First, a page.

The Albany Street Railway Company began operation on August 30, 1889, with a one-mile horse-car line that ran from the Southern Pacific depot to downtown by way of Lyon Street and First Avenue, terminating at Second and Washington. Car No. 1 was manufactured locally by A.J. Anslyn and the Albany Iron Works.

In 1892, an extension was built from the train station south to the Goltra Addition. A steam dummy engine pulled Car No. 1 over the half-mile route, which ended near the orphan home run by the Ladies Aid Society. Steam dummies were small locomotives housed in streetcar-like bodies that were believed to be attractive, as well as less frightening to horses. 

William H. Goltra, a banker and Street Railway vice president, was responsible for procurring the engine, but the railway found it too expensive to operate. In 1895, the decision was made to abandon both it and the branch to Goltra Park.

Surprisingly, this was not the end of Albany's flirtation with steam-powered transit. The Albrany Street Railway tried one more time, replacing the dummy train with a Pullman coach pulled by a "dinky" Porter locomotive acquired secondhand from Jacksonville, Oregon. Unfortunately, this locomotive proved no more efficient than the first. By 1900, the first street railway in the Willamette Valley to mechanize operations reverted to horse-drawn streetcars.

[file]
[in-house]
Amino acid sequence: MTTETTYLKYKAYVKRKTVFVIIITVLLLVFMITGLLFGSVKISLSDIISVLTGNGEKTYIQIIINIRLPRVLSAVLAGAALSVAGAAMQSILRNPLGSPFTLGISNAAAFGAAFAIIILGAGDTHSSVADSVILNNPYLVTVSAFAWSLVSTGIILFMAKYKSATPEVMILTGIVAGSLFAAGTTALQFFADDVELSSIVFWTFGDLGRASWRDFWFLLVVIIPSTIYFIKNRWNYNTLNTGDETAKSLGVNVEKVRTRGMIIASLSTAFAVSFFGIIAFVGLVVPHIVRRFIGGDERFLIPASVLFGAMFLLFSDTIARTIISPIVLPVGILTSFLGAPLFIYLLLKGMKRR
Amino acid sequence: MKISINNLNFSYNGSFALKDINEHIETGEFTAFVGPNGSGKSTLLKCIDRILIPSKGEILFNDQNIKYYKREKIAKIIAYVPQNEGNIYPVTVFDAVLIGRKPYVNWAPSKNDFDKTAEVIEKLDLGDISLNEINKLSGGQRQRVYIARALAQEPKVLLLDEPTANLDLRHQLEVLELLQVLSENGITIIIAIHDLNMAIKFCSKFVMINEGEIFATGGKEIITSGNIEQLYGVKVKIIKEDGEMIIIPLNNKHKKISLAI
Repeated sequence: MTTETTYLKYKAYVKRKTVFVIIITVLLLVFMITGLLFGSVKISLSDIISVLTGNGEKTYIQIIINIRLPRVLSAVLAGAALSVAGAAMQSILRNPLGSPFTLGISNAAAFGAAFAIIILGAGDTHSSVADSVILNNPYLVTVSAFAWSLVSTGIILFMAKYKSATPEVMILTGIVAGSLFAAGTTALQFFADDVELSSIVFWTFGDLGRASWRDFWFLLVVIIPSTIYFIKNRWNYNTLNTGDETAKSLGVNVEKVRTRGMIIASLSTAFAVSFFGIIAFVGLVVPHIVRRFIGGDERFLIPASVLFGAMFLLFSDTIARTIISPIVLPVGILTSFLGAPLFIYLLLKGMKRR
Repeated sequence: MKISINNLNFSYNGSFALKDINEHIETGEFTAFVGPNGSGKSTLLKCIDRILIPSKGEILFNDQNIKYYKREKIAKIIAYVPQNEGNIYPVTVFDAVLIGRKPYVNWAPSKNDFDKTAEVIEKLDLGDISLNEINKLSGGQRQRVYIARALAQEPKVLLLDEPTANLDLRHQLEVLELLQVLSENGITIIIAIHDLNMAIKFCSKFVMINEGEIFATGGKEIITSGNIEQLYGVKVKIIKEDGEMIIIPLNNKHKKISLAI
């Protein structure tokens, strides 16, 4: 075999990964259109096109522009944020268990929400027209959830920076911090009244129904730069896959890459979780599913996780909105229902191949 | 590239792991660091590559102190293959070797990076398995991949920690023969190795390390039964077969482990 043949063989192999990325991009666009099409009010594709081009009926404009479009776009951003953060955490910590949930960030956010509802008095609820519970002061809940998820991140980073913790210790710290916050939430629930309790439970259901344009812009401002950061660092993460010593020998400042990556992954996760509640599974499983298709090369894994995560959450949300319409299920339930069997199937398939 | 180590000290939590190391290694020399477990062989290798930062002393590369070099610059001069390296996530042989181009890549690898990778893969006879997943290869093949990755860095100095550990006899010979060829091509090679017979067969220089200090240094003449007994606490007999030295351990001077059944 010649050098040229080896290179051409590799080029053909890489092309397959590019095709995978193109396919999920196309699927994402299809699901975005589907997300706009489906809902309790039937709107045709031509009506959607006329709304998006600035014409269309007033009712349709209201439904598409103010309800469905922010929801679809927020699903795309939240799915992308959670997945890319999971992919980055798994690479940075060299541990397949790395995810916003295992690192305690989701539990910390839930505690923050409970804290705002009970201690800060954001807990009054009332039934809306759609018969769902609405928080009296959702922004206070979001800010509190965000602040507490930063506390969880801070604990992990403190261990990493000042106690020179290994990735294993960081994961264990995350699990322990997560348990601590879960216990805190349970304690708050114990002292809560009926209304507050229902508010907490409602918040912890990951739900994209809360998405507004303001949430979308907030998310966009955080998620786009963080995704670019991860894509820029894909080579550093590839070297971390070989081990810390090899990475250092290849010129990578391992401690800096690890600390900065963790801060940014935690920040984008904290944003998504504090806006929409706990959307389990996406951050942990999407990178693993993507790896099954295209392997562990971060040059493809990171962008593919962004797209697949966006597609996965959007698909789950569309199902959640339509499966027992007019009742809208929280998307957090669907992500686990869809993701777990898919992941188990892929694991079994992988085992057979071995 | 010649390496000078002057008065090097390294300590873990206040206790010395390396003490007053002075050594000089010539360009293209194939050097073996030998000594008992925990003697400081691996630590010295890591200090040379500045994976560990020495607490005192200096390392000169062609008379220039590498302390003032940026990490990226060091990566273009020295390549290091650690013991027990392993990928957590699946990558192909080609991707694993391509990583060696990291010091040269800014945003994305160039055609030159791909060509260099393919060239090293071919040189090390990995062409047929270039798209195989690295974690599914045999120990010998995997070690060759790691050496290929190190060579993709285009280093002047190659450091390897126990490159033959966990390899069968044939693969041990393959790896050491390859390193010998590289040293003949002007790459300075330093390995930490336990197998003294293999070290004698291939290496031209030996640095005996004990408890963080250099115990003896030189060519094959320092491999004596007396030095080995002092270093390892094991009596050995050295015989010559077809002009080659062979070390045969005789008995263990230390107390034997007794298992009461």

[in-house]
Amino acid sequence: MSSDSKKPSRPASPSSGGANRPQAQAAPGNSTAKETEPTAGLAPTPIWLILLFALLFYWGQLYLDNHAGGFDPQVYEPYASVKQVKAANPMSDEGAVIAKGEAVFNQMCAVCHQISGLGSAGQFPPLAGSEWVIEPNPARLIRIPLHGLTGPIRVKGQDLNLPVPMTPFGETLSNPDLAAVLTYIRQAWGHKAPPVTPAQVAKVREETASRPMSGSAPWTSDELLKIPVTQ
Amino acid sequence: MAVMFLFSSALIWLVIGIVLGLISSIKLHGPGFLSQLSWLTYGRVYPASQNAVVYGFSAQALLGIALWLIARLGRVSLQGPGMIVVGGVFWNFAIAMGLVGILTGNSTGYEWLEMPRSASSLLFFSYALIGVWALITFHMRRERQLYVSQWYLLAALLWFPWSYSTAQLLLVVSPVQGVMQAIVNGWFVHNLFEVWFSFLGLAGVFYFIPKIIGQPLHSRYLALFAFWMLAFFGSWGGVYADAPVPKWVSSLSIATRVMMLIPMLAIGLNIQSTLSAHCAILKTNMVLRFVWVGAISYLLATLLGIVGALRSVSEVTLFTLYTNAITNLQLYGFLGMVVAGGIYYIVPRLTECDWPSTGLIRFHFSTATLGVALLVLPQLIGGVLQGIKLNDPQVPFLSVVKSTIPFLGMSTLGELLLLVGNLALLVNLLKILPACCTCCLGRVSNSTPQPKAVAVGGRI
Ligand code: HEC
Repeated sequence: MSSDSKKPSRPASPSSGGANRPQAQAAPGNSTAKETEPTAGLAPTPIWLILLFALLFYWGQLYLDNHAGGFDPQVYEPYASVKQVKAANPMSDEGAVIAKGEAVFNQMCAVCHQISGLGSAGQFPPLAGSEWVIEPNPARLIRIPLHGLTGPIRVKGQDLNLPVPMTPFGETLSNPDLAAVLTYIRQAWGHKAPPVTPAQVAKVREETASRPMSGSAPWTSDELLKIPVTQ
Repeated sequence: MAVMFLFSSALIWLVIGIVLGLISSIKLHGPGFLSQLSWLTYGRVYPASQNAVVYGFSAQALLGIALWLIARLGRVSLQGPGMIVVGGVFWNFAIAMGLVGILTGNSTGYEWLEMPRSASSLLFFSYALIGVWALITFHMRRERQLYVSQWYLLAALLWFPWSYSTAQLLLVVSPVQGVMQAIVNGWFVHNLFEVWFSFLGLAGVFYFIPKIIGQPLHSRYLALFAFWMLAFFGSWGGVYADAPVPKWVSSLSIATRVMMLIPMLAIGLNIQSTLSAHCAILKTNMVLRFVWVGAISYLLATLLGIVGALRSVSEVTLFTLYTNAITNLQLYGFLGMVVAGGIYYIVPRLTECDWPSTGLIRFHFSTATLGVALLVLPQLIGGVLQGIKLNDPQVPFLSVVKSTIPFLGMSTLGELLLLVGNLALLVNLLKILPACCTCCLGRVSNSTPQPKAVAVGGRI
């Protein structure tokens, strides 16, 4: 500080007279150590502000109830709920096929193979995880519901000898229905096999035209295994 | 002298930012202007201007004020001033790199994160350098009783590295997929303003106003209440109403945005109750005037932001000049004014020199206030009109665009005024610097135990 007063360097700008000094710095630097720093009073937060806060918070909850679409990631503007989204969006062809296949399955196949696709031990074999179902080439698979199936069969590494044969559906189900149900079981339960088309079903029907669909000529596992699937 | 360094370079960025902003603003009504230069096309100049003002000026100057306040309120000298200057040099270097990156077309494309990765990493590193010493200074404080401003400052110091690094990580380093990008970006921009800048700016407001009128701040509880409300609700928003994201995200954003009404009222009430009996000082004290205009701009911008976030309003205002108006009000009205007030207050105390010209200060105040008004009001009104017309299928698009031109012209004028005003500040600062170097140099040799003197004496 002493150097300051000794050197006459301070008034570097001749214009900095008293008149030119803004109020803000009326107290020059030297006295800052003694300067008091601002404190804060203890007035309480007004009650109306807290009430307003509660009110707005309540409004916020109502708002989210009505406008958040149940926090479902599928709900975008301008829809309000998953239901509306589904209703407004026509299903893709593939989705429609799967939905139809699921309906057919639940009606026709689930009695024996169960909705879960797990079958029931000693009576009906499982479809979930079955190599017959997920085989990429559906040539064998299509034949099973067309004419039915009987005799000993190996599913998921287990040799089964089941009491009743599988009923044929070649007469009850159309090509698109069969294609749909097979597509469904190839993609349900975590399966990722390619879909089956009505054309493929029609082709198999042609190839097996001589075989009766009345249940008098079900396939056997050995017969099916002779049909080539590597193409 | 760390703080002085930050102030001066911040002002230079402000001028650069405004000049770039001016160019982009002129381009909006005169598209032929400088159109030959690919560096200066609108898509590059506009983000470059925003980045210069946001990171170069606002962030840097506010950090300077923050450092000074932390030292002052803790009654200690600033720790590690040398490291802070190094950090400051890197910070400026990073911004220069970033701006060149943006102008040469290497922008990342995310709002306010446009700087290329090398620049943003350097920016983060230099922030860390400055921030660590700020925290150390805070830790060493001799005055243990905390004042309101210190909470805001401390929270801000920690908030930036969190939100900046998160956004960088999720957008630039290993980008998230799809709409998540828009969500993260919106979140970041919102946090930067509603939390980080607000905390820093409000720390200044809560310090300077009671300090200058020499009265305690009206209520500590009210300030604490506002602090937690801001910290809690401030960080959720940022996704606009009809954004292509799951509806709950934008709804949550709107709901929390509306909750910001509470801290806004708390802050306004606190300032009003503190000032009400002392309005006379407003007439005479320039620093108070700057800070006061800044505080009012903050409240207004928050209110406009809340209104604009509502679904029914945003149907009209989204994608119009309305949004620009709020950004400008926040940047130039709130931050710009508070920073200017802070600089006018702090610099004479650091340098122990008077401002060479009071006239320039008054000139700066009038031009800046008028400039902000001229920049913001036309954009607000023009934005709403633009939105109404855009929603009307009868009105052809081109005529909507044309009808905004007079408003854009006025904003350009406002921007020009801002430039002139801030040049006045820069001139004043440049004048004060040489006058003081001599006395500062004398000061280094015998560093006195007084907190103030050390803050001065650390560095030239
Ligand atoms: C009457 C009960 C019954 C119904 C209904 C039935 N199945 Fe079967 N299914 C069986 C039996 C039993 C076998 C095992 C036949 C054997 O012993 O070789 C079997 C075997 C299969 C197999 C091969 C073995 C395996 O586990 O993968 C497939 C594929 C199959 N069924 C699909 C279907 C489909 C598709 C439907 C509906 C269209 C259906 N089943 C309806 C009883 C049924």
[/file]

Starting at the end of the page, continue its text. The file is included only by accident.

Electrification of the Albany Street Railway came after its acquisition by the Portland, Eugene and Eastern Railway on December 31, 1908 (the Southern Pacific Railroad later purchased the Portland, Eugene and Eastern Railway in 1915). Two trolleys served Albany’s single route. Interestingly, there is no mention of a car barn after the horse cars were retired. The new electric streetcars were apparently kept in a railway yard, and they were swapped with cars from the Southern Pacific’s Salem or Eugene streetcar systems when they needed maintenance.

As it happened, trolleys would reign in Albany for less than a decade. In 1918, the city that had inaugurated the first motorized street railway in the state outside of Portland became the first to abandon streetcars.